Life’s a gas with eco-friendly tractor that runs on methane

The New Holland methane-powered tractor allows self-sufficiency in fuel.
The New Holland methane-powered tractor allows self-sufficiency in fuel.
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Eco-friendly transport entered the realms of science fiction last week when Tesla mastermind Elon Musk launched his cherry-red electric sports car into space with a mannequin known as Starman behind the wheel.

Meanwhile, back on Earth, another low-carbon vehicle is offering a more practical glimpse into the future.

The new tractor is the brainchild of Scotsman David Wilkie, head of CNH Industrial's design centre in Italy.

The new tractor is the brainchild of Scotsman David Wilkie, head of CNH Industrial's design centre in Italy.

It’s almost as glamorous as the roadster, with sleek lines, onboard computer, touchscreen technology, cameras, voice-control and self-steering functions.

But it’s a tractor – the world’s first to be powered by methane, which can be made from waste on farms to allow self-sufficiency in fuel.

The New Holland methane-powered tractor was created with this in mind.

It is the brainchild of Scotsman David Wilkie, head of CNH Industrial’s design centre in Italy.

The machine is still at the concept stage but the production model could be in fields near you within three years.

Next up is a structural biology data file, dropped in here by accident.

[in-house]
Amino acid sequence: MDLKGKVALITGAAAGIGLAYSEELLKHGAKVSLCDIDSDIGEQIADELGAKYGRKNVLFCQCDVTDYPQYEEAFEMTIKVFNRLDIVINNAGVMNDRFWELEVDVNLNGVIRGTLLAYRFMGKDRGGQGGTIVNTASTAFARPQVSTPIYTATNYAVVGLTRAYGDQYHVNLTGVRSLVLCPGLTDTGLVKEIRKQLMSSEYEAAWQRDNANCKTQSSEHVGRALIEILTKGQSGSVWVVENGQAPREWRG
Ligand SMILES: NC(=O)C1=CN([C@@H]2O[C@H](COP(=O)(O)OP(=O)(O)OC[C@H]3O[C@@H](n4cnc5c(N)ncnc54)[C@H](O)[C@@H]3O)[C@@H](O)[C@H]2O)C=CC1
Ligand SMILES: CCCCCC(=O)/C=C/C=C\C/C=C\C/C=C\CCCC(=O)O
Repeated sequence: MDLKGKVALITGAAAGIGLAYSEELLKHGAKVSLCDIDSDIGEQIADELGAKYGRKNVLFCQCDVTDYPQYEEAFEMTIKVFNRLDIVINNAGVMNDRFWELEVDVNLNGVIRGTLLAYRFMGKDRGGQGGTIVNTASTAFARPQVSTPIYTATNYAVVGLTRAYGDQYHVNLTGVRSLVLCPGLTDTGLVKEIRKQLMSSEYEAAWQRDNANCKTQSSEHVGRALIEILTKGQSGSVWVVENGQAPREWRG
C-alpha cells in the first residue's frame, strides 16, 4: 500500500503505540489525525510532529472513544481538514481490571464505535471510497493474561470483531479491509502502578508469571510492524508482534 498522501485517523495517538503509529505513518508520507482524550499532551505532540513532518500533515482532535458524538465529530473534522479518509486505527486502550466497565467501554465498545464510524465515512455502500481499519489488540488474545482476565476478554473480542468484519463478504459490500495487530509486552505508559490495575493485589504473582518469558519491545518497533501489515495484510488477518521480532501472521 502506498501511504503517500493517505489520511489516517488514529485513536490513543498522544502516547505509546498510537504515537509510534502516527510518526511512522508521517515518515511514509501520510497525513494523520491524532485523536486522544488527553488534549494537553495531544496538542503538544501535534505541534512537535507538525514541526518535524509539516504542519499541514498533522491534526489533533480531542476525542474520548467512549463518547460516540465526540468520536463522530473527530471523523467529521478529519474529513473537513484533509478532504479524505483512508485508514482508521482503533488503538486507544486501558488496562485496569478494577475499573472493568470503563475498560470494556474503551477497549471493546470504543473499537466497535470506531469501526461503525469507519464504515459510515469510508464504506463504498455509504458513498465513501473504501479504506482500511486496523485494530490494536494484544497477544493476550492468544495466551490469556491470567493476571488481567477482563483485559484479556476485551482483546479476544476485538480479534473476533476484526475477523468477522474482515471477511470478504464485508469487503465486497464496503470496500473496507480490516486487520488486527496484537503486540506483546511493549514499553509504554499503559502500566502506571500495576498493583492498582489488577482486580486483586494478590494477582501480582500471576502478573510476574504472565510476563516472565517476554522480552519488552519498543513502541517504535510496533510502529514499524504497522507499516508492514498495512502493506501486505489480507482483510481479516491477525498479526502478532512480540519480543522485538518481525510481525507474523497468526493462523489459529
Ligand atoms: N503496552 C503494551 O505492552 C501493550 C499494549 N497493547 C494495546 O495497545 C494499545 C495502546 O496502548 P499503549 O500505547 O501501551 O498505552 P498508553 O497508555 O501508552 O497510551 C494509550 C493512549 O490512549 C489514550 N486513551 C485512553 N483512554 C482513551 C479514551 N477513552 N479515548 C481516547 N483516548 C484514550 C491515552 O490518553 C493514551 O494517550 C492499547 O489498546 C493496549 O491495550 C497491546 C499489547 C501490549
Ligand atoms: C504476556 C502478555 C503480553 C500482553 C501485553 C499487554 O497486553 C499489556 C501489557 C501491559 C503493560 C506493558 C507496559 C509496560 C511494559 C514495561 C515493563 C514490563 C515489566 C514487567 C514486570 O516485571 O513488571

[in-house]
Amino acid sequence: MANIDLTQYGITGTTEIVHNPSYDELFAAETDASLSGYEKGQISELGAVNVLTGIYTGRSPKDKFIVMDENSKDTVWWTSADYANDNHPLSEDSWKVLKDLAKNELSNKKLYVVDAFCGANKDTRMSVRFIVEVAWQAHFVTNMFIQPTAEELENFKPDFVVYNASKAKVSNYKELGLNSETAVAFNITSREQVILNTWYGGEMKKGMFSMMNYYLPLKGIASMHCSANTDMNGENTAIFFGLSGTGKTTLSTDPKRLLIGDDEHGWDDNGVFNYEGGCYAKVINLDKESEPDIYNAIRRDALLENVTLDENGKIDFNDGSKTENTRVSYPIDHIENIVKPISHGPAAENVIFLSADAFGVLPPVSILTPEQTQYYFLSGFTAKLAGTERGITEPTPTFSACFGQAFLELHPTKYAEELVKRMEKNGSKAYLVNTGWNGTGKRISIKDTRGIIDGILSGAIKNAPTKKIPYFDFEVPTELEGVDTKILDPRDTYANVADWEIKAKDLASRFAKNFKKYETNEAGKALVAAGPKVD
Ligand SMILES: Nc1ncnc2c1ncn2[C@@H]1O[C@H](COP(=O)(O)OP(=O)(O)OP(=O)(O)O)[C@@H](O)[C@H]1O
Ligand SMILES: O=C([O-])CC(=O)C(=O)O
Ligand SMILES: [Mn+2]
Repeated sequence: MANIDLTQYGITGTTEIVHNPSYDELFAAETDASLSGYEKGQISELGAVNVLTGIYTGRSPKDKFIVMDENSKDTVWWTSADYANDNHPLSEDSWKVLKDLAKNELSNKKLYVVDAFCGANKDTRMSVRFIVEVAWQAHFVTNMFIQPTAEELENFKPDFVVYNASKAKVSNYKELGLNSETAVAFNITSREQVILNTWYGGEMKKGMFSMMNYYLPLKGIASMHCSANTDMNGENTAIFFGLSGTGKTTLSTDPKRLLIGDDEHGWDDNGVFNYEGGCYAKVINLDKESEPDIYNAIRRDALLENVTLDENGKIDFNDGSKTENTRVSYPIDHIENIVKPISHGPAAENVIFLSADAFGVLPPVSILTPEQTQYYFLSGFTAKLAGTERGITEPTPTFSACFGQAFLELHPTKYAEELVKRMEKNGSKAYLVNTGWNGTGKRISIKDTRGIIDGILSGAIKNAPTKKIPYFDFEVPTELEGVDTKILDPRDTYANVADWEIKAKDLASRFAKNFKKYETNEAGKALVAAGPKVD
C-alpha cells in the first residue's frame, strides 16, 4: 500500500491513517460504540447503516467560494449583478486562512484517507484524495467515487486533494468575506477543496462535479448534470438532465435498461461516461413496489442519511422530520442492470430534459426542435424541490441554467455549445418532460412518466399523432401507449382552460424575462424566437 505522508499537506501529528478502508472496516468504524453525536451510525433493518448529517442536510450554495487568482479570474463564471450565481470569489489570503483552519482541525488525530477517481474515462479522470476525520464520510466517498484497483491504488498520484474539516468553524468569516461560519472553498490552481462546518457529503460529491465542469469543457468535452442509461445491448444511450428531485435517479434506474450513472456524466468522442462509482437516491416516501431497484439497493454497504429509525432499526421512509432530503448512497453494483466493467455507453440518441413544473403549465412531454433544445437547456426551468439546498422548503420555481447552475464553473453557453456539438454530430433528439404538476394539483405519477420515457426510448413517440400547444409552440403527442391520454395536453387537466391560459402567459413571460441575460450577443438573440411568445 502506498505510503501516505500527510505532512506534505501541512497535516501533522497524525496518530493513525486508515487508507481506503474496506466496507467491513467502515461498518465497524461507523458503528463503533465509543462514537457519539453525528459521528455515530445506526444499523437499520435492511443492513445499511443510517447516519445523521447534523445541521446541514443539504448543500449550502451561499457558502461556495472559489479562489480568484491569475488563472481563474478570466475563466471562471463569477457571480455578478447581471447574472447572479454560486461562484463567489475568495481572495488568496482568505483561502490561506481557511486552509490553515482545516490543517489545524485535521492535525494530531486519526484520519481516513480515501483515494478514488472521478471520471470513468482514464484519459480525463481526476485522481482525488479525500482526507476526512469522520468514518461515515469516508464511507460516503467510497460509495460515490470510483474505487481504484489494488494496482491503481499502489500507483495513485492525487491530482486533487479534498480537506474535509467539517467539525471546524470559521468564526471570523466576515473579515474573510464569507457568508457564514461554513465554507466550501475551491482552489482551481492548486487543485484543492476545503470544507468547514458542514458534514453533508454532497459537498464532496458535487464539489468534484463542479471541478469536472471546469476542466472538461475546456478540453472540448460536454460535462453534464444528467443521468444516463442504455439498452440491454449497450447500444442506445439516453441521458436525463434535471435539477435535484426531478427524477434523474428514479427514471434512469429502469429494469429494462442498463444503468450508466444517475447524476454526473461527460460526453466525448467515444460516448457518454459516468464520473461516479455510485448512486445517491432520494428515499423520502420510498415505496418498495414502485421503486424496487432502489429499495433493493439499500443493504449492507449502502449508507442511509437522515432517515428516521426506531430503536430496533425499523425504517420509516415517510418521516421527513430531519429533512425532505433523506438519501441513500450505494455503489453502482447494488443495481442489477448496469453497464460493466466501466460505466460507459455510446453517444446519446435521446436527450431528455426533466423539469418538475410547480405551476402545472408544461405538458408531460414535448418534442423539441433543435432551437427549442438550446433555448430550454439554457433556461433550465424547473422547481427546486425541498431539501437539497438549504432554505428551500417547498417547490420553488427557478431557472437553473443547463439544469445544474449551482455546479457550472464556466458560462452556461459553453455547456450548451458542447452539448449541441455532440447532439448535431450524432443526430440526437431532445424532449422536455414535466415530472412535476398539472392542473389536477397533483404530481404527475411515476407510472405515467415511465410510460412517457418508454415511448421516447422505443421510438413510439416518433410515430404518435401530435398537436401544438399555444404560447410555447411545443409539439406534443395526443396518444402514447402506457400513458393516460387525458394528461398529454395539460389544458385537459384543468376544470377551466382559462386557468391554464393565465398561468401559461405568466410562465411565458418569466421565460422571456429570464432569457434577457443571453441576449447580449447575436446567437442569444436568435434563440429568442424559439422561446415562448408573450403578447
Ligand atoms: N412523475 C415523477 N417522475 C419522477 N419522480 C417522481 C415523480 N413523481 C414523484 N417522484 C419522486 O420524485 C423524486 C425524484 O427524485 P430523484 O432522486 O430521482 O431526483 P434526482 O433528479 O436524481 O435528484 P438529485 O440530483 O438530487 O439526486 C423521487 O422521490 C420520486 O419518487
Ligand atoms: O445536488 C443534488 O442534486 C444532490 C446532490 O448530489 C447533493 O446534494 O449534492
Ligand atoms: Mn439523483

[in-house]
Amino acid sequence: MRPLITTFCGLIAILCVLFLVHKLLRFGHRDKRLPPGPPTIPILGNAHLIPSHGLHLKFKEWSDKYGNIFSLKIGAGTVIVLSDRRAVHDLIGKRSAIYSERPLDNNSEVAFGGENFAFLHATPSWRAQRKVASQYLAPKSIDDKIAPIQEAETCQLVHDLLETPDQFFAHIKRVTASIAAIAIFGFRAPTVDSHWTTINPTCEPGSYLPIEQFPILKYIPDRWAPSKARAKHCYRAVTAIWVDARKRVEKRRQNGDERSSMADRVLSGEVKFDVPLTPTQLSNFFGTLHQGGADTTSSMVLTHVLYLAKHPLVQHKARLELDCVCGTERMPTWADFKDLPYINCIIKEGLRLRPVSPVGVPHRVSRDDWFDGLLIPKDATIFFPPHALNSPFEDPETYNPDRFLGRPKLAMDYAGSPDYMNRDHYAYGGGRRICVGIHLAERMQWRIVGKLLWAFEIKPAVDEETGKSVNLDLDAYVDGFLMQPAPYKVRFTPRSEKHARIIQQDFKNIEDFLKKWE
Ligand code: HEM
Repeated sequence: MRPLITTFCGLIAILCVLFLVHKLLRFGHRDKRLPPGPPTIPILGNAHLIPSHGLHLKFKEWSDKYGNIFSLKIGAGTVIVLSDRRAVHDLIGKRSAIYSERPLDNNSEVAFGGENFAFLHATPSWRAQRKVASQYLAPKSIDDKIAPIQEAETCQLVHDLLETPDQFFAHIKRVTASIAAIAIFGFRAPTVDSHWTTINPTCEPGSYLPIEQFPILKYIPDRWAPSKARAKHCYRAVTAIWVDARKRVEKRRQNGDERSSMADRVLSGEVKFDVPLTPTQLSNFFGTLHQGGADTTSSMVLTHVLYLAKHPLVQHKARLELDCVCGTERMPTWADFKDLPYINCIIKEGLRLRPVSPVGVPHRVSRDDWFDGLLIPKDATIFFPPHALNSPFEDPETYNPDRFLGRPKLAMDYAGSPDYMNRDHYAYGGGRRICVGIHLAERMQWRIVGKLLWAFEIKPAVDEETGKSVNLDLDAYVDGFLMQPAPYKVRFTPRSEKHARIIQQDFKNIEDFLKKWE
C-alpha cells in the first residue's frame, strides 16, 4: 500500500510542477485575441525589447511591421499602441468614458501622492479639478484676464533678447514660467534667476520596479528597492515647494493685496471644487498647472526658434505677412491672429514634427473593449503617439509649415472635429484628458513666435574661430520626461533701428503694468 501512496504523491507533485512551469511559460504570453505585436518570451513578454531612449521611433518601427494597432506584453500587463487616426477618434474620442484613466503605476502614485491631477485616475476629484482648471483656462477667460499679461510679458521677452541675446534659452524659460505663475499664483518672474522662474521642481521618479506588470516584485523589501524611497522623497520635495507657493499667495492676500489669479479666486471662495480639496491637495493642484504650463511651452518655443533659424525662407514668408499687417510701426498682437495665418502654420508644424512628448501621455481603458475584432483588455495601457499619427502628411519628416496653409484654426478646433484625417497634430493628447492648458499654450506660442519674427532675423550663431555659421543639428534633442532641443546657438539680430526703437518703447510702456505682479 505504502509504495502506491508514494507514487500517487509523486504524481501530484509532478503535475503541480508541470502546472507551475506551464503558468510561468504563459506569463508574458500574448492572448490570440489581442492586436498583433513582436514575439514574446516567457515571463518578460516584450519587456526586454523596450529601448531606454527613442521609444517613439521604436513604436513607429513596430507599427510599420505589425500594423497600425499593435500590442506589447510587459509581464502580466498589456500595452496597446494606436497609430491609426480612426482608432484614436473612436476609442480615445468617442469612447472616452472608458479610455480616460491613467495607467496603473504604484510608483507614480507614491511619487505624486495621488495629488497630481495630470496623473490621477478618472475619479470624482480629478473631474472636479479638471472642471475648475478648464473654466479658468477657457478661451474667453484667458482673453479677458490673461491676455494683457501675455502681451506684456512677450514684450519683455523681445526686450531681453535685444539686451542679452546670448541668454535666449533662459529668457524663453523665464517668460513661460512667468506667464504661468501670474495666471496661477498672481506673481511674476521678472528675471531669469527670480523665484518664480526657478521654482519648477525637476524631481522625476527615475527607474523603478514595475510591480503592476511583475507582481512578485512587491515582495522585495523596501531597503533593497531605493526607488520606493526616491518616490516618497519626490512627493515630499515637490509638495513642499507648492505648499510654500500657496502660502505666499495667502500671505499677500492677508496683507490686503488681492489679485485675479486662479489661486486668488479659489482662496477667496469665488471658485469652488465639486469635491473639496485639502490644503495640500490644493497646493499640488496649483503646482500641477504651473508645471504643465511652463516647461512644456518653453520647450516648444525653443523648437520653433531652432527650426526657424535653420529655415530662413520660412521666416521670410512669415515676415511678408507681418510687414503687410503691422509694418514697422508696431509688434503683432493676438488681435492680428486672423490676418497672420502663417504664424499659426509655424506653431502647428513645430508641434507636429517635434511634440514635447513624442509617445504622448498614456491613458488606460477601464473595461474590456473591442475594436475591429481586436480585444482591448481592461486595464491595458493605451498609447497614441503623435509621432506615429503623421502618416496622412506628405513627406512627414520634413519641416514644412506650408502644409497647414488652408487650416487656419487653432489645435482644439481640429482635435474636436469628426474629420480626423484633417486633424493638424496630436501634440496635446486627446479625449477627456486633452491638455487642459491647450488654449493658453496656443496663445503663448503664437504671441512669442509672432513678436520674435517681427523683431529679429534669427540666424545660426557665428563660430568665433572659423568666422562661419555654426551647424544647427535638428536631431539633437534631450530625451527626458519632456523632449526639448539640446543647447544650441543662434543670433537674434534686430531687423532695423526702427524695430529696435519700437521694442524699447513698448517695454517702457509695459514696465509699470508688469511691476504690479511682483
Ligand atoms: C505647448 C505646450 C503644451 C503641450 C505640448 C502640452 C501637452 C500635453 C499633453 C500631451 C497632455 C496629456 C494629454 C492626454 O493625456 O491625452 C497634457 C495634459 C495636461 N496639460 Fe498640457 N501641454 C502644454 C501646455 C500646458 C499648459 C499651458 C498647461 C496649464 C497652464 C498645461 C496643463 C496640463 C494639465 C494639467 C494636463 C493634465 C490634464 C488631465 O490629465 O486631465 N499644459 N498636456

The machine is still at the concept stage but the production model could be in fields near you within three years.

Wilkie, who studied at Glasgow School of Art alongside Dr Who actor Peter Capaldi and previously worked for Jaguar, says he took inspiration from nature when dreaming up the vehicle. It has all the performance of its fossil-fuelled equivalent, but greener credentials.

“It was important to make it functional but there’s no reason why a tractor can’t be good-looking,” he said.

“It’s a hi-tech vehicle with a lot of important technology on board. The idea was to make life on board more comfortable, pleasing and ergonomic. It’s also much cleaner, more integrated and stylish than tractors as we know them.

“In one way it’s futuristic but it also has to be real.”

The machine is still at the concept stage but the production model could be in fields near you within three years. It’s expected to be pricier than a fossil-fuelled equivalent, which can cost more than £100,000.

A spokesman for NFU Scotland said: “The speed at which innovation and new technology is being introduced across the agricultural world is remarkable and much of the focus is on efficiency and reducing carbon footprint.

“Modern tractors are already more fuel-efficient than a decade ago; hydrogen- fuelled tractors are working in Scotland and methane may be the next power source.”